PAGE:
In this age of capturing every small detail of one’s life, celebrity worshipping, and commodification, there is so much insignificance. It’s an excellent source for art. Incorporating the “low” as a subject matter has been around for a hundred years. Dadaists, such as Kurt Schwitters, used found objects. So did Louise Nevelson. Piero Manzoni sold cans of Artist’s Shit for the price of gold in the 60’s. And then we have the combines of Rauschenberg of random objects (tires for example) on paintings. And of course, Warhol painted cans of soup.
Although this practice is old, it’s not past its prime. Prime example: Al Freeman. Unfortunately, I only know three things about her. . 1. Nationality (Canada) 2. Birth year (1981) and 3. she creates fascinating art.
Her “comparisons” is a contemporary dadaism/surrealism/popartish. But this time it’s not about a bicycle wheel, a melting clock, or soap pads.
The artist combines what is regarded as the high in art history with something emblematic of contemporary society. On one side, Michelangelo, Bruegel, Manet, Brancusi, Matisse, Picasso, Dali, Hesse and Warhol; it’s like an art history quiz. On the other, one can see different, eh, stuff. Sometimes it’s a shot of something that happens after binge drinkin. Other times, it’s sushi takeout, a romantic encounter, or celebrities such as Beyonce and some soccer players.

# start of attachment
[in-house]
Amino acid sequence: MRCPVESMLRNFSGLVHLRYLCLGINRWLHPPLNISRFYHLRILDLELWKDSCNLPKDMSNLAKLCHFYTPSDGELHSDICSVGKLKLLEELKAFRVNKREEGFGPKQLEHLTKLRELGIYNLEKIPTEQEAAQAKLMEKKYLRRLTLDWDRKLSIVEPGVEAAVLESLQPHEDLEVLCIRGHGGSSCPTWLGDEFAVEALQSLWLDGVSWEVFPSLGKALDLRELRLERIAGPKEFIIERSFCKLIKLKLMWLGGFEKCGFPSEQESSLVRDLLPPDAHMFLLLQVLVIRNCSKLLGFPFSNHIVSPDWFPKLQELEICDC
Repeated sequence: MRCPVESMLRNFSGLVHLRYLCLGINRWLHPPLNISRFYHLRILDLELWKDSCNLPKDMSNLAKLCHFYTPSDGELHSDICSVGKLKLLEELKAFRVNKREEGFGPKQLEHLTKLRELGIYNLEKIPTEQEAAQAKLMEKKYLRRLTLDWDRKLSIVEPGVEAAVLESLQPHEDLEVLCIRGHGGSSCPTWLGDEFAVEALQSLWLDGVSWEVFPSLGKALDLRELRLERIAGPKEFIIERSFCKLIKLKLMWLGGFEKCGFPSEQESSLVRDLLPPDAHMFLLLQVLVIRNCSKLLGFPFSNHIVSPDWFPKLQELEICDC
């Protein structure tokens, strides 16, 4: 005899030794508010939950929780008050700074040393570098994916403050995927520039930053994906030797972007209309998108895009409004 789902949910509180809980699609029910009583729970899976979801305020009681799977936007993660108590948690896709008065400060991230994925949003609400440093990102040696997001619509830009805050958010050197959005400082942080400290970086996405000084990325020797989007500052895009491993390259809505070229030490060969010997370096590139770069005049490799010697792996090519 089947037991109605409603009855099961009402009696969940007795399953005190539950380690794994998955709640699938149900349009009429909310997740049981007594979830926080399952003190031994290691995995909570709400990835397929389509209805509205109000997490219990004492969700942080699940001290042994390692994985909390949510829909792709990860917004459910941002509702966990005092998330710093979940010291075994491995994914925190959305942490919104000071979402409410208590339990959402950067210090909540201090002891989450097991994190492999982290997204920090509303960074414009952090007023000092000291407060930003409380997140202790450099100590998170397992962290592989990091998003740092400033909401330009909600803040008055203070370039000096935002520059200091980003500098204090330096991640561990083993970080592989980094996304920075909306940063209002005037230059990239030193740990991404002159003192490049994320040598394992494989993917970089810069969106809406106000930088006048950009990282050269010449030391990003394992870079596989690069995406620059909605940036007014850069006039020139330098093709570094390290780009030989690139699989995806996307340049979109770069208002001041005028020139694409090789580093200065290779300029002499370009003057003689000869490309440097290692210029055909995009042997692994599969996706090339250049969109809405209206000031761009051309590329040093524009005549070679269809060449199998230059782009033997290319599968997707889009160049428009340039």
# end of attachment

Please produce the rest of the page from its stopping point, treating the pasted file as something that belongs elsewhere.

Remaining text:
People passed out in a bathtub with yoghurt on their face (or something that looks like it). Such great material. The genius artist Freeman finds a counterpart for this shot in Matisse. She also combines the very similar in a shot of Warhol, just eatin’ his sandwich and some drunk dude eating his midnight snack. A close up of Michelangelo’s hidden self-portrait in the Sistine chapel’s last judgement resembles placed next to someone hanging from a clothes hanger inserted in his T-shirt.
The artist uses the contemporary tendency to capture these weird ass moments and combines it with these generally agreed upon great art. There is a legit but uncanny similarity. And it’s weird (but in a good way).
More Comparisons is on view at Bortolami Gallery in New York until June 17, 2018. You can see some of her comparisons in her online archive.